First National Survey Published After 2016 Presidential Election Finds Gender Minorities’ Sense of Safety and Well-Being Impacted
Please join the Program for the Study of LGBT Health in congratulating Dr. Tonda Hughes.
Project AFFIRM, our study on the risk, vulnerability, and resilience of transgender individuals in the context of identity development, presented its 2016 Health Provider Awards on October 7, 2016, at the 6th Annual Transgender Health Conference in New York City.
The annual forum, organized by Community Healthcare Network and held at the Michael Schimmel Center for Arts at Pace University, attracts both health providers and community members who are interested in learning and sharing up-to-date information about transgender health.
The conference seemed like the ideal venue for our staff to present our 2016 Health Providers Award.
One commonality that has emerged throughout many of Project AFFIRM's interviews is the significance of having meaningful relationships with healthcare providers. In fact, many participants noted that these relationships could be “lifesaving.” Therefore, we felt it was crucial to recognize healthcare providers in New York City who are true champions in providing direct clinical services to the community, linking transgender people to competent services, and creating training opportunities for healthcare providers.
Project AFFIRM's advisory board members presented a nominating committee with a list of providers in New York City who ensure that community members receive competent and sensitive healthcare. After a review, the committee identified our 2016 awardees.
Dr. Robert Murayama, Medical Director of APICHA Community Health Center, was the recipient of the 2016 Health Provider of the Year Award.
Dr. Murayama oversees APICHA’s Community Health Clinic as well as provides primary care. He began his tenure at APICHA in the early 1990s as a volunteer trainer for staff on standards of medical care for people living with HIV/AIDS. He is a board certified internist and HIV specialist with over 20 years of experience specializing in the medical care of people living with HIV/AIDS, and in primary care for the LGBT community. He received his medical degree from SUNY Upstate Medical University in Syracuse and a masters degree from Columbia University’s School of Public Health. Most notably, in 2011 Dr. Murayama helped launch the Transgender Health Clinic—a clinic that offers a full menu of health services for the transgender community, including mental health, hormone therapy, and support during transitioning and beyond -- all within a primary-care model that promotes health and wellness.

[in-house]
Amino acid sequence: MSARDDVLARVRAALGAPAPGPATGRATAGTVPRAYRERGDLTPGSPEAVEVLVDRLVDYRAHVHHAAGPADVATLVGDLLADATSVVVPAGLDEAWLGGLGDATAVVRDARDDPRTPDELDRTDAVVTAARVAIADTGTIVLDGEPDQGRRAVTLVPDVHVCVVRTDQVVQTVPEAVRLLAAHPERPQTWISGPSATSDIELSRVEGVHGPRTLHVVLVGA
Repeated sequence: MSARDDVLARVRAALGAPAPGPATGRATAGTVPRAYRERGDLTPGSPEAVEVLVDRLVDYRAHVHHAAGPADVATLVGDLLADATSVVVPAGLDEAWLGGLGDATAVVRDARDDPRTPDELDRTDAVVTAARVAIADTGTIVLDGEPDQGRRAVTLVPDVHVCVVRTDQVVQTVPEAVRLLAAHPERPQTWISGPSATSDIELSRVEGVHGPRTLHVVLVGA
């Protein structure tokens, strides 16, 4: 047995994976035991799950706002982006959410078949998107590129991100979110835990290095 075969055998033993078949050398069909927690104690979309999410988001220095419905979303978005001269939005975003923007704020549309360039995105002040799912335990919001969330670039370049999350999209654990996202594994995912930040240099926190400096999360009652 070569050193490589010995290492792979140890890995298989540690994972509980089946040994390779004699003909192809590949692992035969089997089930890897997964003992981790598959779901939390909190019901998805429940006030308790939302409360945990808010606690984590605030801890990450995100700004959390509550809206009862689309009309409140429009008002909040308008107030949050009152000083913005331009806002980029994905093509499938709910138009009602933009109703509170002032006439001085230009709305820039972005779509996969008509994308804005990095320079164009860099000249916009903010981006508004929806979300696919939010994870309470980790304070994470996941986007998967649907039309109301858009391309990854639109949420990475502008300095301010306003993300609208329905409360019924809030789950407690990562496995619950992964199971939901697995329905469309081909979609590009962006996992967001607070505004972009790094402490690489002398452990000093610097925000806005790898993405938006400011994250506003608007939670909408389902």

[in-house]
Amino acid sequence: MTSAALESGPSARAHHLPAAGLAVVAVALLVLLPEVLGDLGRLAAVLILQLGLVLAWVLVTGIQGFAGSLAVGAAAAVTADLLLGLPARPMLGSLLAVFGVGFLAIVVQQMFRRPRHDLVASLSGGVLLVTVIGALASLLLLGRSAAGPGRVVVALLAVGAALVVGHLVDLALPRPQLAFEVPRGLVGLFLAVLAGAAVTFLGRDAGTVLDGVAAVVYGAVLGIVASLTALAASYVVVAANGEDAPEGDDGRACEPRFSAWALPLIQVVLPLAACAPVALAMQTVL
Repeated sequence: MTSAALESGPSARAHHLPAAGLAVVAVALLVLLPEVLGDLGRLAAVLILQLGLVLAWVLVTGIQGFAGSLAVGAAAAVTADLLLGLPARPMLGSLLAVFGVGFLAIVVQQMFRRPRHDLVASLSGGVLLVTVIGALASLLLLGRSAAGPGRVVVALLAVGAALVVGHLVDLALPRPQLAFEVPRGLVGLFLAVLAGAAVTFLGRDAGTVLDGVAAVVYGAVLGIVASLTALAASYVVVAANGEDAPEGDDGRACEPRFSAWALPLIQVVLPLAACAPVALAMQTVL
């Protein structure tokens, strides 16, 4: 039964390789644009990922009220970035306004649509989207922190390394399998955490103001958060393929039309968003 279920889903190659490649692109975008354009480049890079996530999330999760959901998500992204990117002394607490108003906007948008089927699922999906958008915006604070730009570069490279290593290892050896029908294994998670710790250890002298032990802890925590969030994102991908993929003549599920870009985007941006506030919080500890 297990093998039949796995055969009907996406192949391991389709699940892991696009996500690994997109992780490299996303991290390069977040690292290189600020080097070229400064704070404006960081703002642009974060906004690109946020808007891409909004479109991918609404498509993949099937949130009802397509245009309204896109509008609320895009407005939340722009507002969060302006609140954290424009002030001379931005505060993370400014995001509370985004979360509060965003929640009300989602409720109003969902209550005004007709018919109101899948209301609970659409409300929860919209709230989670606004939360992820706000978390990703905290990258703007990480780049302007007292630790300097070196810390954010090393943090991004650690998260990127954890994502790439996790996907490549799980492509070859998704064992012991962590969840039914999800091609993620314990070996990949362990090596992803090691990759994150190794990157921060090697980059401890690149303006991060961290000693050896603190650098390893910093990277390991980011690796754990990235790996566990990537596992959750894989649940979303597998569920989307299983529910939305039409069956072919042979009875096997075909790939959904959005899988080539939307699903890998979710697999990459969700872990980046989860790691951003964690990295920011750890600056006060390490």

Dr. Luis Freddy Molano, Vice-President of HIV and LGBTQ Programs at Services at Community Healthcare Network, was the recipient of the 2016 Education and Advocacy Award.
An advocate for quality healthcare for everyone throughout his career, Luis Freddy Molano, MD began his career as a family practitioner in South and Central America before joining Community Healthcare Network in 1989. In the new position, Dr. Molano coordinated programs for the homeless, substance users, young adults, and adolescents at risk for HIV. Throughout the years, Dr. Molano took on other roles, including Center Director for CHN’s Bronx Health Center and Associate Executive Director for the Women’s Health and HIV Prevention Programs at CHN. In 2004, Dr. Molano created the first community-based transgender health program in the South Bronx.
Dr. Molano is the founder of the New York City Transgender Health Conference.
Project AFFIRM's staff and board members congratulate Dr. Murayama and Dr. Molano and sincerely thank them for their dedication and hard work on behalf of the transgender community.
The Women's, Gender and Sexuality Studies Council of Columbia University, with the Provost's Office for Faculty Diversity and Inclusion, and the Office of the Dean of Social Science in the Faculty of Arts and Sciences present Queer Disruptions: A Conference on Gender & Sexuality.
Scholars, activists and artists from the U.S. and abroad will convene to explore the ways that queer studies, policies and practices theorize, transform and reimagine scholarship and generate new social possibilities. Queer Disruptions extends Columbia University’s rich tradition of debate and research on the themes relating to gender and sexuality.
Our program organized the Vulnerability and Resiliency panel. Wendy Bostwick, Ph.D., M.P.H., Sari L. Reisner, Sc.D., Margaret Rosario, Ph.D., and Patrick Wilson, Ph.D. will focus respectively on lesbian and bisexual women, transgender health, L.G.B. youth, and gay and bisexual men and the intersection with race/ethnicity. Walter Bockting, Ph.D., will moderate the panel.
Additionally, photographer Mariette Pathy Allen, our collaborator, will show her transgender photography work during the opening session.
The conference will take on Thursday, October 13 at the Italian Academy (1161 Amsterdam Avenue) from 4:30 p.m. to 6 p.m., and on Friday, October 14 at the Low Memorial Library (2960 Broadway) from 9:30 a.m. to 5:50 p.m.
The conference is free of charge. To register and for more information, please click here.
Our team participated in the 34th GLMA Annual Conference on LGBT Health in St. Louis with a workshop titled Building strong working relationships with transgender individuals and their communities: Findings from Project AFFIRM.
The presentation focused on findings from Project AFFIRM's sub-study "Sexual Health and Patient-provider Relationships."
To learn more about Project AFFIRM visit our website.
Our program hosts a series to provide a forum for discussion of LGBT-related research and clinical issues on topics relevant to the health, mental health, and well-being of LGBT individuals, families, and communities.
Please RSVP to Tonya Reid at firstname.lastname@example.org